About Living Abroad
Let's get one thing straight: working abroad is not a vacation. Sure, you'll see magical places, do things you'd never imagined, and probably spend a night or ten under a stunning sunset, cool drink in hand.
But, those people will also tell you that it's worth every single toilet they scrubbed. You can expect a truly multicultural experience as you participate in the local rhythm of life, engaging in the community instead of observing it from afar. You'll gain firsthand knowledge of the food, the events, the language and the people. You and your new, international friends will look like a Benetton ad, and your bragging rights are endless.
Then there's the emotional aspect. Working abroad, whether teaching English in Japan or volunteering in South America, will push your limits in every sense. Expect feelings of wonder, freedom and exhilaration, but also loneliness, frustration and alienation. Making your way in a foreign land can be intimidating and exhausting. The knowledge that you can succeed anywhere in the world, however, brings a wealth of confidence, independence and satisfaction that few other paths provide. It's not easy, but its advantages are huge. Be warned, though: the travel bug is not a myth. Once the world is your playground, it's hard to get off that swing.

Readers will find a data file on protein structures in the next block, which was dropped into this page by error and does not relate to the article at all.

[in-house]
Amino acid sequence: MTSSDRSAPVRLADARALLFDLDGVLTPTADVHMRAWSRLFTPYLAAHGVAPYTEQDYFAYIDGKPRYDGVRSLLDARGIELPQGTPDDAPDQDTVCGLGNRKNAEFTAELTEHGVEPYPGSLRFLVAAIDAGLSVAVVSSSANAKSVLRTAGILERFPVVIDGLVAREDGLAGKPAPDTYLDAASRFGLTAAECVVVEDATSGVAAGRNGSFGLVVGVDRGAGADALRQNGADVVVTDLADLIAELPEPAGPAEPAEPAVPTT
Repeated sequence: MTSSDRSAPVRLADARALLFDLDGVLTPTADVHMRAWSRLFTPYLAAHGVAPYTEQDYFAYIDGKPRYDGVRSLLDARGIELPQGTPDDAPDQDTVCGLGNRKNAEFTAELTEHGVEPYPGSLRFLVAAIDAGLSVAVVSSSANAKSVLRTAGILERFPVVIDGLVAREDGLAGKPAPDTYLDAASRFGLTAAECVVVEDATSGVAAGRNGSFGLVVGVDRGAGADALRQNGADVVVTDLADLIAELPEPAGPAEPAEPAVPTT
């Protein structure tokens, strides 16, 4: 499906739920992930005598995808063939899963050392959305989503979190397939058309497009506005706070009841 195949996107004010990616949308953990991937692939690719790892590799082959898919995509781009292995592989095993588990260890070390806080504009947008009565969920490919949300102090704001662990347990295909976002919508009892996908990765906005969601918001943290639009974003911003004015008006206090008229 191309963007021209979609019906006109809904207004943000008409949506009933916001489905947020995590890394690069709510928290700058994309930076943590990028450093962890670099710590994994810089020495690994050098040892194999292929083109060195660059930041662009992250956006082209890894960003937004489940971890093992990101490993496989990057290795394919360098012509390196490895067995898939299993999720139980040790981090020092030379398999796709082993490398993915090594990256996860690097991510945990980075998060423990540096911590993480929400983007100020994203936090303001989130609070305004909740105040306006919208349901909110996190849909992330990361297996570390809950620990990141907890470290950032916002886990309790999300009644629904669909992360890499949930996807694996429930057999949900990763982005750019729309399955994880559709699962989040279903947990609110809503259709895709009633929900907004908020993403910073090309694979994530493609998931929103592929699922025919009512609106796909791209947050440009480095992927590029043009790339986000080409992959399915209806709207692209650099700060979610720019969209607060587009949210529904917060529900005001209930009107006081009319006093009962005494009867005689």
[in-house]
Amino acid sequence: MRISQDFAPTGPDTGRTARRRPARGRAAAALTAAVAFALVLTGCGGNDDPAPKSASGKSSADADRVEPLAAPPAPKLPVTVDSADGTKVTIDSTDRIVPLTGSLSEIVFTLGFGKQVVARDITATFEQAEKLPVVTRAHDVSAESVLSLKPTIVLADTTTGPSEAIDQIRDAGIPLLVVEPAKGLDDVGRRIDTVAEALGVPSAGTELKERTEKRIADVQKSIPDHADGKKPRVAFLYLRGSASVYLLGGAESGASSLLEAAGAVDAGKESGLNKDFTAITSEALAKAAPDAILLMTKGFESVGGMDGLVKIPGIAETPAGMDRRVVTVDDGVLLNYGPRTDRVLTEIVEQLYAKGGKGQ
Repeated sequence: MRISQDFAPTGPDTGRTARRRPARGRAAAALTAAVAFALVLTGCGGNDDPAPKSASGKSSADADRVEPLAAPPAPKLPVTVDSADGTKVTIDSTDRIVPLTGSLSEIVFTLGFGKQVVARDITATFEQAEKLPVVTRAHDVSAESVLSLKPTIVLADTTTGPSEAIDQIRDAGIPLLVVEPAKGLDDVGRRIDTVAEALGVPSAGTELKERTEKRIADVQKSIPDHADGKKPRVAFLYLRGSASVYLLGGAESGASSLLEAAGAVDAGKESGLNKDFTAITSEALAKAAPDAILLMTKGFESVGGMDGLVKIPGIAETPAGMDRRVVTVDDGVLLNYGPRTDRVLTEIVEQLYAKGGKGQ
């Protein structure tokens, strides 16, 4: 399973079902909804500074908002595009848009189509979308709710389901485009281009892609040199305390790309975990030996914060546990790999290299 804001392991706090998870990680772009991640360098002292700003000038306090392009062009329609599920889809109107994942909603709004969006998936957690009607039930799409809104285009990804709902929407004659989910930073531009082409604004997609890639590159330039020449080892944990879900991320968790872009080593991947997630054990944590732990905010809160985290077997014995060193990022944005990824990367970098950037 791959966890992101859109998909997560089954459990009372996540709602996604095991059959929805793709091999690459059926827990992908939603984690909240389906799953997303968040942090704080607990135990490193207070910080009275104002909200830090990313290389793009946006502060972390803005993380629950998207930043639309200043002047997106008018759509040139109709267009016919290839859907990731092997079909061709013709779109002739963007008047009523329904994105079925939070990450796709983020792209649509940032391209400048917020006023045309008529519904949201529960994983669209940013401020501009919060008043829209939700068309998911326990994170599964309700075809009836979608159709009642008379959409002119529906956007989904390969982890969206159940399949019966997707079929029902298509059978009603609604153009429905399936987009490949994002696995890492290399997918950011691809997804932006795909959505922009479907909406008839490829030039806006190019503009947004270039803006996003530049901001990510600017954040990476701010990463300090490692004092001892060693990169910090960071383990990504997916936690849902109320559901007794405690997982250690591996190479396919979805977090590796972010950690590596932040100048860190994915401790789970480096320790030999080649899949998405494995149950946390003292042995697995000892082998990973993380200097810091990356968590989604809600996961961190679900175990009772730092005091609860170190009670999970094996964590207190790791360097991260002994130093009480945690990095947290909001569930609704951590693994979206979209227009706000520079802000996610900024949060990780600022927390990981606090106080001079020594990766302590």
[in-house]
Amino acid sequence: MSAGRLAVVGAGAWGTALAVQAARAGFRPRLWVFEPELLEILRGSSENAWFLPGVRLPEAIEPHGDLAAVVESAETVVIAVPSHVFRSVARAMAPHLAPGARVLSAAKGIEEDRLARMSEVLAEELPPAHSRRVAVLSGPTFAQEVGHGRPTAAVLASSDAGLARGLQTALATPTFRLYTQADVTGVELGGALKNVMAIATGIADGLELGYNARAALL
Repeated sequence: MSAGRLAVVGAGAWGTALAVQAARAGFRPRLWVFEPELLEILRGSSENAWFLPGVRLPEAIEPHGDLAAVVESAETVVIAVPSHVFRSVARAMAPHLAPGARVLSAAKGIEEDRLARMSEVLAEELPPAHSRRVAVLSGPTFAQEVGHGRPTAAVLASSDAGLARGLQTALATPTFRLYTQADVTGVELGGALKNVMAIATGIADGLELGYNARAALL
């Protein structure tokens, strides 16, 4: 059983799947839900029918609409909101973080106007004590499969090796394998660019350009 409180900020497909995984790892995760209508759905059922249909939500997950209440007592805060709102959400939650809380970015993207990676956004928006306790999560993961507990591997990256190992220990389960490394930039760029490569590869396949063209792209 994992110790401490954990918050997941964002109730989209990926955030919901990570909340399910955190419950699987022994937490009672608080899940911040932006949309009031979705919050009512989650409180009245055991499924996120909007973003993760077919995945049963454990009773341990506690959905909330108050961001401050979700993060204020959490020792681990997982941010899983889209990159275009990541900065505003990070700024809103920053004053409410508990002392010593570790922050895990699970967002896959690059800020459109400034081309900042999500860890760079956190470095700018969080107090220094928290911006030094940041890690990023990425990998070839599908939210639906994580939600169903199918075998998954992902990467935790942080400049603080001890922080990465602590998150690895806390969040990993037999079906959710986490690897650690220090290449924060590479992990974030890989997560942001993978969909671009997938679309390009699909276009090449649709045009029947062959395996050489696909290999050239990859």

To sum it up, consider one traveler's perspective:
"Living abroad has been both amazing and difficult. Amazing for prying my eyes open to cultures that are so different but so similar, and difficult for trying to communicate, and being away from everything you love. Living abroad is the most humbling experience I've ever had: people don't know anything about you, and you learn to be okay with the judgments they make."